Find a Tenant | How to Find a Tenant for Your Property

When advertising your property privately, there are a number of steps you may wish to consider in order to find a suitable tenant for your property quickly and effectively. You do not need to engage a traditional real estate agent to find a tenant for your property.

The steps outlined here are suitable for finding a medium to long term tenant, and not for short-stay accommodation properties. Websites like also do not allow short-term accommodation listings, which is generally anything under three months’ lease duration.

1. Determine Rental Amount and Bond Amount

You will need to consider how much rent to ask for. The property appraisal report will generally be quite accurate as to how much rent you can ask for your property. You would generally express the rental amount either as a weekly or monthly amount.

You will also need to consider what the bond will be. In most cases and most states, the bond will be the equivalent of four week’s rent. In some states agents and landlords are prohibited from asking for more than four week’s rent, and so you should check with your state’s consumer affairs should you wish to ask for more than four week’s rent as bond.

2. Put Up a ‘For Rent’ Board

A ‘For Rent’ board in front of your property is a great way of bringing your property to the attention of potential tenants who may not actively be looking online but who may know of someone who is looking to rent in the area.

In some cases, it may not be feasible to put up a board but wherever possible it is recommended.

3. Prepare Your Property

Potential tenants will in most cases want to inspect your property in person, and so you will need to make sure it is presentable, neat and as clean as possible. If there are current tenants in the property who will be leaving, you will need to make arrangements with them to have your house in good order for inspections.

4. List Your Property on and

As most enquiries for rental properties are now generated online, you will need to ensure that your property is listed on both portals, and this will allow you to market to the greatest number of potential tenants as possible. Both Rent Street’s accounts feature listings on these portals. In addition to that, your listing will also be linked automatically to 1Form and so you will be able to accept full rental applications without having to use or source your own application form.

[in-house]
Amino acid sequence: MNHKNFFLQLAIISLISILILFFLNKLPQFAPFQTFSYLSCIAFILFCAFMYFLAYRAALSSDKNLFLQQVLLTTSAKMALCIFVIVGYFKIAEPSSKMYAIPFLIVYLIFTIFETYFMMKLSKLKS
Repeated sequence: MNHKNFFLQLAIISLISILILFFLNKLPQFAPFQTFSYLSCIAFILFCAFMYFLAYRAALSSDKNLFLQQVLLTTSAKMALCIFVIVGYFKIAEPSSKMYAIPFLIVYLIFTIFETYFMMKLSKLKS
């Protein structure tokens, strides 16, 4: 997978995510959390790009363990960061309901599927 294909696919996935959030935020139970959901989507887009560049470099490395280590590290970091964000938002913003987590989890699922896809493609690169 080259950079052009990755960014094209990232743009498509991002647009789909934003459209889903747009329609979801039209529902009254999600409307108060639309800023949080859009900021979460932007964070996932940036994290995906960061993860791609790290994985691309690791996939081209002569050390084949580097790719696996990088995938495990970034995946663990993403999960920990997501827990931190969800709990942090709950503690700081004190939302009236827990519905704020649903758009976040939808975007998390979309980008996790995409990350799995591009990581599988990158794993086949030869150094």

5. Show Tenants Through

Once your listing is online, you can then either run scheduled Opens, or can arrange to meet people at the property to show them through and answer any questions they may have. This can also be a good opportunity for you to give out rental application forms.

You should specify this in your online advertisement. If you will just be conducting opens by appointment, then you can refer to this in the description of your listing. For specific dates and times, however, you should use the Open Times section in your account to specify these times.

6. Process Rental Applications & Screen Tenants

When people make online enquiries using the basic contact form on websites like and, these will come straight through to you with their contact details. Generally, we would recommend that after a viewing they return to your listing and use the “Apply Online” button on your account to lodge a full application. This will then provide you with all the information you need about the applications, including details of their current employment and rental history.

Once you have decided on a tenant, you may like to consider running a check on them using the National Tenancy Database. This will allow you to confirm whether or not they have been blacklisted, which may guide your decision as to whether to not to offer them the lease.

7. Sign the Lease and Lodge the Bond

Once you have agreed on the terms with the successful applicant, it’s now time to sign a lease with them and to lodge their bond with the appropriate body in your state or territory. You’ll be able to download the appropriate forms using the links in the footer. This will take you the Consumer Affairs website in your State or Territory. Here you can also access useful information about the legal rights and responsibilities of both landlords and tenants.

Rent Street

Rent Street